Walking into the grounds of FortyFest on Saturday morning two things were to be expected— mind-blowing performances from bands like Oh, Sleeper and RED along with lots of sweating. Fans filed into the Texas Motor Speedway as early as eight a.m. to reserve their spots in front of the stage and although the first band wasn’t scheduled to perform until ten-thirty, it didn’t prevent the crowd from dancing and having a good time.
Don’t Wake Aislin was the first band to take the stage and their energetic set created the mood for the rest of the festival. From beginning to end the five-piece played songs from their Everyone Has A Story EP and even spoke to the crowd about The Red Thread Movement, which is an organization the band is extremely passionate about. Next was North Carolina’s own Runaway City followed by the heavily C.S. Lewis influenced Wavorly. The energy of the crowd never seemed to cease and judging by their screaming and chants it seemed as if no one minded the one-hundred-plus degrees of heat surrounding them.
Once one-thirty rolled around the sounds of Johnny Cash engulfed the speedway and The Wedding was center stage. From the first moment they struck their instruments the crowd started to go wild, and the red dirt under their feet quickly created a blanket over the air. Most of their set included songs from previous albums and EP’s, but they did surprise the crowd with a new song from their upcoming release. Texas natives Oh, Sleeper played next and performed crowd favorites like “Vices Like Vipers” while easily keeping up the fast pace of the festival.
The very presence of Project 86 was undeniable and a rejuvenation to the day. Near the end of their set, Andrew Schwab, lead vocals of the band, brought awareness to the struggle against AIDS in Africa and the alarming 74% of women being affected by it. He encouraged the audience to take action against the disease by partnering with the organization Mocha Club. Pillar followed with a mix of old and new songs, which kept the crowd entertained and actively singing along. Once Emery emerged on the stage, and the first scream ripped through Josh’s microphone, the tone was set for their entire performance. From the “Party Song” to “Walls” these guys rocked an unforgettable show. Another North Carolina band, Decyfer Down, made their way on stage next and played powerful riffs and sang melodies that the crowd knew every word to. Their connection with their music was obvious, but it was their connection to the audience that was most evident.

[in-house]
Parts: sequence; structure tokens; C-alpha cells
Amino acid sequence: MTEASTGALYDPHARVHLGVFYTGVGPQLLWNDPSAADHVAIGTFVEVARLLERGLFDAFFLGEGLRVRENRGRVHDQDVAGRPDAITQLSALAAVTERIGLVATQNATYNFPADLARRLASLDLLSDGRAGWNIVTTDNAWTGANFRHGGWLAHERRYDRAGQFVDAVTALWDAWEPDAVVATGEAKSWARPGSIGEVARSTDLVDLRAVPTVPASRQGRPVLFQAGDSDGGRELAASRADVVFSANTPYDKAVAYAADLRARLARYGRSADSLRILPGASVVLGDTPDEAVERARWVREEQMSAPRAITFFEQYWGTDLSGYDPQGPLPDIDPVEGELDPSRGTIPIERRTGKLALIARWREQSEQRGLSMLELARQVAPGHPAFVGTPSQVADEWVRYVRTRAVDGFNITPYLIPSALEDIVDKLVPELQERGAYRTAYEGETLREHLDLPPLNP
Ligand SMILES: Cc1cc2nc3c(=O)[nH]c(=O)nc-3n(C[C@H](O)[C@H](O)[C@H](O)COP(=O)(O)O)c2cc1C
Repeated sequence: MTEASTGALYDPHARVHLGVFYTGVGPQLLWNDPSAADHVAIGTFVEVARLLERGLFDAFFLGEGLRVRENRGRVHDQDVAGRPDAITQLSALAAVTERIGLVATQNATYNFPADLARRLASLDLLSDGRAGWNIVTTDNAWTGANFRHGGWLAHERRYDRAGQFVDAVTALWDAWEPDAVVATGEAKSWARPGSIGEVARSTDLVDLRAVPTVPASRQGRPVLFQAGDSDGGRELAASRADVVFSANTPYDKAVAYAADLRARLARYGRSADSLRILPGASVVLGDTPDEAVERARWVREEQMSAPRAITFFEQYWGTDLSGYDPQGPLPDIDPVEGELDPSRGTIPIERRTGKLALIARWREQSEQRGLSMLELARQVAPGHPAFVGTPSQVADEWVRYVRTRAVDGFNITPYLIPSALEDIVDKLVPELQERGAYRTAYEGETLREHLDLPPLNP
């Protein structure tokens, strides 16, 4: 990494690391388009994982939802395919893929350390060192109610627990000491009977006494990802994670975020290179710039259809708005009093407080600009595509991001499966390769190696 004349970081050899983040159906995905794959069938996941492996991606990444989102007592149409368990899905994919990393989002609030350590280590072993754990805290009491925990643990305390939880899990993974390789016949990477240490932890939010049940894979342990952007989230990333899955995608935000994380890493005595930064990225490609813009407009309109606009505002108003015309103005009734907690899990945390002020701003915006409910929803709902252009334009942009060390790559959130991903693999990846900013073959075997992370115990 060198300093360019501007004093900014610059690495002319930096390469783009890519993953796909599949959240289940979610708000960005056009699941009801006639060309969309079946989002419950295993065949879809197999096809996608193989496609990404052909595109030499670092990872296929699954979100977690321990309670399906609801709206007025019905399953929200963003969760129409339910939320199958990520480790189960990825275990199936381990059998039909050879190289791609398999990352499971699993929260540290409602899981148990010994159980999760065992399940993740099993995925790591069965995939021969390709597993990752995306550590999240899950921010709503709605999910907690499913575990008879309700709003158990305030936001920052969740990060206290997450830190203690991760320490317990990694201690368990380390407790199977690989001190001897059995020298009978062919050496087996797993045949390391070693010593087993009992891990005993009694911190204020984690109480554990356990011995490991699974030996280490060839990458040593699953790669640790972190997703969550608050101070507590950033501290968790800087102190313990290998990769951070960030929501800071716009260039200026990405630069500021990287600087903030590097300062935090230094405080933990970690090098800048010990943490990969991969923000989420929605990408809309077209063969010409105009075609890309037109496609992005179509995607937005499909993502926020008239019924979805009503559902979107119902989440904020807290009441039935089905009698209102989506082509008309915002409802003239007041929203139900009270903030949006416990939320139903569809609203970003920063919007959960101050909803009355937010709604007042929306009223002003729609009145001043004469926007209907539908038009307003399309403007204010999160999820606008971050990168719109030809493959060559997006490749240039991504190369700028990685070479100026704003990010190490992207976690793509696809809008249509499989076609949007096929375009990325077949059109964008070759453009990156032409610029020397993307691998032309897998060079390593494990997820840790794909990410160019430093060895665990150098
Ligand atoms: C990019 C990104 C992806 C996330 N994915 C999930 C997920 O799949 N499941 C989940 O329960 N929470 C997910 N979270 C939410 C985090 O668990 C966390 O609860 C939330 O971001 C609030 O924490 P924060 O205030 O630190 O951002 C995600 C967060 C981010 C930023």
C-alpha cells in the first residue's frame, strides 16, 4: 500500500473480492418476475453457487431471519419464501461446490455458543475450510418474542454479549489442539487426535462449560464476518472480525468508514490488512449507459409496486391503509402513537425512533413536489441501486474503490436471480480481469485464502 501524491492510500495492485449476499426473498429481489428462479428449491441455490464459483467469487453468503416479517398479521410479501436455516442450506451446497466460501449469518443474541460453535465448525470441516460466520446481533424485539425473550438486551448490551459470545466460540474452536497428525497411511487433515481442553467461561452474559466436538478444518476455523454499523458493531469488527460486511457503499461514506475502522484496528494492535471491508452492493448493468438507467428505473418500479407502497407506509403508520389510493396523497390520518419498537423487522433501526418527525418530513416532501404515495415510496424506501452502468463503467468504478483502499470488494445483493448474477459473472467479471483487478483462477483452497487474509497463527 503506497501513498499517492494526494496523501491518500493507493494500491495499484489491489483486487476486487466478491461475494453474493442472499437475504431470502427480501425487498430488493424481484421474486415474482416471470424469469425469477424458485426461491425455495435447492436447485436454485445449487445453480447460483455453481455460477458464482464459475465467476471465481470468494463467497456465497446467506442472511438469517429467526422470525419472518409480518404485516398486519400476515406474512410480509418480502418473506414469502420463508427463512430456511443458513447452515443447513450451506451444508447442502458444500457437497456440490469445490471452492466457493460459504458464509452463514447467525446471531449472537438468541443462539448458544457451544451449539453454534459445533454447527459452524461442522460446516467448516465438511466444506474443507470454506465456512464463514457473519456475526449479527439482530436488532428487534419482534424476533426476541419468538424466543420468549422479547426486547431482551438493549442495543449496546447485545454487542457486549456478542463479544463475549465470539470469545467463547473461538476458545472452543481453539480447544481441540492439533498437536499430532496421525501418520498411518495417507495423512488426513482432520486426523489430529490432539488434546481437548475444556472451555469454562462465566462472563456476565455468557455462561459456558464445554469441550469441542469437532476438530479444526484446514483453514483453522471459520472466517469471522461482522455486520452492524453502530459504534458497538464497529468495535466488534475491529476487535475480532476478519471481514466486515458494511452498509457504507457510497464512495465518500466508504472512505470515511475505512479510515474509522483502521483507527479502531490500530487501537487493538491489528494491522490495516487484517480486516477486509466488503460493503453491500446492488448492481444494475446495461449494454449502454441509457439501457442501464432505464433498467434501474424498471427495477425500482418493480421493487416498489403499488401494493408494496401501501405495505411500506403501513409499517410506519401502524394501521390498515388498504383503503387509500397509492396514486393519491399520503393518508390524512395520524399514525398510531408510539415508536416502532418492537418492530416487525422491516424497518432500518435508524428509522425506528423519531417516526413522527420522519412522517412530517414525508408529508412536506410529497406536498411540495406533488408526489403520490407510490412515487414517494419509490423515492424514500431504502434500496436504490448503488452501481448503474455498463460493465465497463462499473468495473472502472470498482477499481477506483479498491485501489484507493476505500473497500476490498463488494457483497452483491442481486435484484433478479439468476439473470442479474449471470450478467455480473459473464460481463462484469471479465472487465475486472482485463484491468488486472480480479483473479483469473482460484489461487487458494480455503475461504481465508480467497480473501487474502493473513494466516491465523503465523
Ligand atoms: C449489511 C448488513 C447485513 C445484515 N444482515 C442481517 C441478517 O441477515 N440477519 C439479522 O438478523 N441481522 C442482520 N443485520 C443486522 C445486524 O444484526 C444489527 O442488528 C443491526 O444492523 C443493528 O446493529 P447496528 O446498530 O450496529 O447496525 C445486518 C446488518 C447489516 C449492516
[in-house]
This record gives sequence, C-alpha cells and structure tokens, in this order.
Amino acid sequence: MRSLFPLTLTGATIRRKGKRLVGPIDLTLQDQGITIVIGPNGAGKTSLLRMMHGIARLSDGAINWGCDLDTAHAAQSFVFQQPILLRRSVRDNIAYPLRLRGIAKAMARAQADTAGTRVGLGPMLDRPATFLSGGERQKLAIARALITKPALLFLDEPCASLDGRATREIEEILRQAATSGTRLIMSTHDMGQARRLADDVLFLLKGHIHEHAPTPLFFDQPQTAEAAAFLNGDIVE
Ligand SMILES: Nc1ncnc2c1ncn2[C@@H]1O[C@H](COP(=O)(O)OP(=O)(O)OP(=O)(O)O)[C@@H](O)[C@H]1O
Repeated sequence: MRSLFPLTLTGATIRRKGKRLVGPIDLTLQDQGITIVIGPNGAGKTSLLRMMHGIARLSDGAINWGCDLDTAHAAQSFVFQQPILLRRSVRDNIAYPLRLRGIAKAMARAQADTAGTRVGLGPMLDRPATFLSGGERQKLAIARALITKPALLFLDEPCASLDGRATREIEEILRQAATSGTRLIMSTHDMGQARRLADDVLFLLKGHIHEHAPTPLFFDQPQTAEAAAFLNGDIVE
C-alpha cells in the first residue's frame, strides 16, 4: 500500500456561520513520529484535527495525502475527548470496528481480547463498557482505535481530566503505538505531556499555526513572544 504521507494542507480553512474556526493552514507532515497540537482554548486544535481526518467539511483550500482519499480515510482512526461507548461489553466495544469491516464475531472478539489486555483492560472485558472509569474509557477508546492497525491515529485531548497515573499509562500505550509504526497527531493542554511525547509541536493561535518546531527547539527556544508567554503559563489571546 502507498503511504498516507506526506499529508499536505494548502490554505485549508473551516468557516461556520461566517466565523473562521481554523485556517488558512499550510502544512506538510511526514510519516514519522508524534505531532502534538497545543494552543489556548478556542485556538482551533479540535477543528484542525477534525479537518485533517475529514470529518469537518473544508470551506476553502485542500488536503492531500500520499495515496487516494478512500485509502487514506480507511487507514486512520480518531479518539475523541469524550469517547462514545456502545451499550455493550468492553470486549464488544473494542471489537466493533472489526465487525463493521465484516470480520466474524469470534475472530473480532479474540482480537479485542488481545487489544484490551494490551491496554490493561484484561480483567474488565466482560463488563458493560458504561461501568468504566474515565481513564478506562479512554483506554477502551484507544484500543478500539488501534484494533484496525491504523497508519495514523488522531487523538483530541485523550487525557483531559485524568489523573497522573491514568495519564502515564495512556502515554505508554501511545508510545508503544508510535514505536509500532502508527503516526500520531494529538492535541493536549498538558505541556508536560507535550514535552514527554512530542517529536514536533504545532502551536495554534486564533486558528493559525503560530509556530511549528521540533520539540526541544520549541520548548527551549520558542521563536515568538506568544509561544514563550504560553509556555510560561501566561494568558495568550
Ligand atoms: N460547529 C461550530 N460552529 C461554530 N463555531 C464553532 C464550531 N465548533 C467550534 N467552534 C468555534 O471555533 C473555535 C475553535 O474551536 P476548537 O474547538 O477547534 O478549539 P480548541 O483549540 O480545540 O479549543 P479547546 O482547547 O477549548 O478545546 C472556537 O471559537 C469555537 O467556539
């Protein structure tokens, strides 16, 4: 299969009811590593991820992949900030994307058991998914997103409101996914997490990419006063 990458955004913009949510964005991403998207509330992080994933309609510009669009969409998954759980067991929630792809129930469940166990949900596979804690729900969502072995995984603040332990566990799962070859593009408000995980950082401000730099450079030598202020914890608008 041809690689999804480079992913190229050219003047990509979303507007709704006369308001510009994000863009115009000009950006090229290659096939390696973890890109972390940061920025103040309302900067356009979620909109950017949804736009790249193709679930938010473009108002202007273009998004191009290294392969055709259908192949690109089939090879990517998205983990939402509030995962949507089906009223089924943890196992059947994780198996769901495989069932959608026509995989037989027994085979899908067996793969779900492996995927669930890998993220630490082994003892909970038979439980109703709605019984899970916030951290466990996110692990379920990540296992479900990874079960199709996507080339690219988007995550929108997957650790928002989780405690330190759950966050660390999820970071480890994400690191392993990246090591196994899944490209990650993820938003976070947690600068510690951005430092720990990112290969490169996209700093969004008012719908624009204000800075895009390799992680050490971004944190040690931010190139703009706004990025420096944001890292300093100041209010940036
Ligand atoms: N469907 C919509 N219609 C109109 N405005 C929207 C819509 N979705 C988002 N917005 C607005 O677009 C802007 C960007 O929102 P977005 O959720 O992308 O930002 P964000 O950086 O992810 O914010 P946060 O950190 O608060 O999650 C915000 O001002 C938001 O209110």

As the sun was setting around the festival, the mood changed but didn’t die down in the slightest. The crowd was ready for Brian “Head” Welch to blow their minds, and after a seemingly forever-long sound check, it was finally time. From his very first step on stage the crowd was in hysterics just waiting to hear songs from his Save Me From Myself CD with lyrics like, “Drug use, I kicked it. Abuse, I kicked it. I’m through. I kicked it. I won’t kill myself. Depression, I kicked it. Suicide, I kicked it. Telling lies, I kicked it. I won’t kill myself. Father! Thank you! Father! I live for you now!”, it’s easy to see why. After playing a wide variety from his full-length, and even a tribute to The Deftones’ Chi Cheng, it was time for Grammy nominated RED to close the festival.
By this time everything was dark around the Speedway excluding the bright lights of the stage. Looking around at the faces in the front row it was clear that the moment they were waiting for all day had finally arrived, and once the lights dimmed and the four-piece came from backstage- the screaming and arm waving reached a high point. Playing new and old tracks alike as well as a heart-melting acoustic ballad, RED clearly exceeded the crowds’ expectations. After their finale, the audience went wild for a bit longer before starting to clear out the festival grounds. Although it was FortyFest’s first year, it’ll be interesting to see if year number two can top it.
Words and images by Brittany Carter and Megan Graham
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